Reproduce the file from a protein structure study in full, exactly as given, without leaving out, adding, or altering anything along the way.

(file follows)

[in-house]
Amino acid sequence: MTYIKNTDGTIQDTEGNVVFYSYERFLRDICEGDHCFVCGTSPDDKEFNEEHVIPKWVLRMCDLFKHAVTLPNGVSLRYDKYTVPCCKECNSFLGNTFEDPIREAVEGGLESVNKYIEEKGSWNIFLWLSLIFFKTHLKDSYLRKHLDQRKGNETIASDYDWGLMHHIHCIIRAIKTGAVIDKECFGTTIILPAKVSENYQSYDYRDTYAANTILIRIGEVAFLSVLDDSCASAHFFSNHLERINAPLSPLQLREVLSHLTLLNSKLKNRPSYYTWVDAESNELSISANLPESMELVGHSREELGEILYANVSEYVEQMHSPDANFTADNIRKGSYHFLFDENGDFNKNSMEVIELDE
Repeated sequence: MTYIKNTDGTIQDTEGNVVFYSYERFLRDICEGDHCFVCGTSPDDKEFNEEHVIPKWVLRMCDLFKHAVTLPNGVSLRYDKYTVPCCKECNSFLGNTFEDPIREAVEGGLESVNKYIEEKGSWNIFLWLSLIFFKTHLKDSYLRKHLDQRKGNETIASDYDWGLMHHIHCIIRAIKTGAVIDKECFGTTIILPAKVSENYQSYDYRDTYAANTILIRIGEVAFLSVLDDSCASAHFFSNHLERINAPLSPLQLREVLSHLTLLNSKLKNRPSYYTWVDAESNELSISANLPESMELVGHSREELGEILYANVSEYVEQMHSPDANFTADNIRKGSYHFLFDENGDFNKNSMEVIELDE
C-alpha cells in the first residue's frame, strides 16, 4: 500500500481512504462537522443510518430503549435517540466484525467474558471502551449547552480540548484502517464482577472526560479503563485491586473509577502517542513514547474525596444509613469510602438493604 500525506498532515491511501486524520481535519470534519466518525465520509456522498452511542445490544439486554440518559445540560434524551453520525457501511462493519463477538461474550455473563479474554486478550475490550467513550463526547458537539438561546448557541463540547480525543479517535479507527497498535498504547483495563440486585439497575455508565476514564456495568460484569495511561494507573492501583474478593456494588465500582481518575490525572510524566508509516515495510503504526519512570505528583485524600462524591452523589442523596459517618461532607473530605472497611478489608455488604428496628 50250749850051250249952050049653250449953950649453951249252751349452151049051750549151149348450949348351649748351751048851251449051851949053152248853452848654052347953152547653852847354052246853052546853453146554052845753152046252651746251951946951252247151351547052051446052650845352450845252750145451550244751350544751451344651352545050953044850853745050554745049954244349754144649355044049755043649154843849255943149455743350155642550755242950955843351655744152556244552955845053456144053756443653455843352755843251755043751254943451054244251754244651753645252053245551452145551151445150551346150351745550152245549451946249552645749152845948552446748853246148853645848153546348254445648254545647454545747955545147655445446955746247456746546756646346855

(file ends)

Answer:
[in-house]
Amino acid sequence: MTYIKNTDGTIQDTEGNVVFYSYERFLRDICEGDHCFVCGTSPDDKEFNEEHVIPKWVLRMCDLFKHAVTLPNGVSLRYDKYTVPCCKECNSFLGNTFEDPIREAVEGGLESVNKYIEEKGSWNIFLWLSLIFFKTHLKDSYLRKHLDQRKGNETIASDYDWGLMHHIHCIIRAIKTGAVIDKECFGTTIILPAKVSENYQSYDYRDTYAANTILIRIGEVAFLSVLDDSCASAHFFSNHLERINAPLSPLQLREVLSHLTLLNSKLKNRPSYYTWVDAESNELSISANLPESMELVGHSREELGEILYANVSEYVEQMHSPDANFTADNIRKGSYHFLFDENGDFNKNSMEVIELDE
Repeated sequence: MTYIKNTDGTIQDTEGNVVFYSYERFLRDICEGDHCFVCGTSPDDKEFNEEHVIPKWVLRMCDLFKHAVTLPNGVSLRYDKYTVPCCKECNSFLGNTFEDPIREAVEGGLESVNKYIEEKGSWNIFLWLSLIFFKTHLKDSYLRKHLDQRKGNETIASDYDWGLMHHIHCIIRAIKTGAVIDKECFGTTIILPAKVSENYQSYDYRDTYAANTILIRIGEVAFLSVLDDSCASAHFFSNHLERINAPLSPLQLREVLSHLTLLNSKLKNRPSYYTWVDAESNELSISANLPESMELVGHSREELGEILYANVSEYVEQMHSPDANFTADNIRKGSYHFLFDENGDFNKNSMEVIELDE
C-alpha cells in the first residue's frame, strides 16, 4: 500500500481512504462537522443510518430503549435517540466484525467474558471502551449547552480540548484502517464482577472526560479503563485491586473509577502517542513514547474525596444509613469510602438493604 500525506498532515491511501486524520481535519470534519466518525465520509456522498452511542445490544439486554440518559445540560434524551453520525457501511462493519463477538461474550455473563479474554486478550475490550467513550463526547458537539438561546448557541463540547480525543479517535479507527497498535498504547483495563440486585439497575455508565476514564456495568460484569495511561494507573492501583474478593456494588465500582481518575490525572510524566508509516515495510503504526519512570505528583485524600462524591452523589442523596459517618461532607473530605472497611478489608455488604428496628 50250749850051250249952050049653250449953950649453951249252751349452151049051750549151149348450949348351649748351751048851251449051851949053152248853452848654052347953152547653852847354052246853052546853453146554052845753152046252651746251951946951252247151351547052051446052650845352450845252750145451550244751350544751451344651352545050953044850853745050554745049954244349754144649355044049755043649154843849255943149455743350155642550755242950955843351655744152556244552955845053456144053756443653455843352755843251755043751254943451054244251754244651753645252053245551452145551151445150551346150351745550152245549451946249552645749152845948552446748853246148853645848153546348254445648254545647454545747955545147655445446955746247456746546756646346855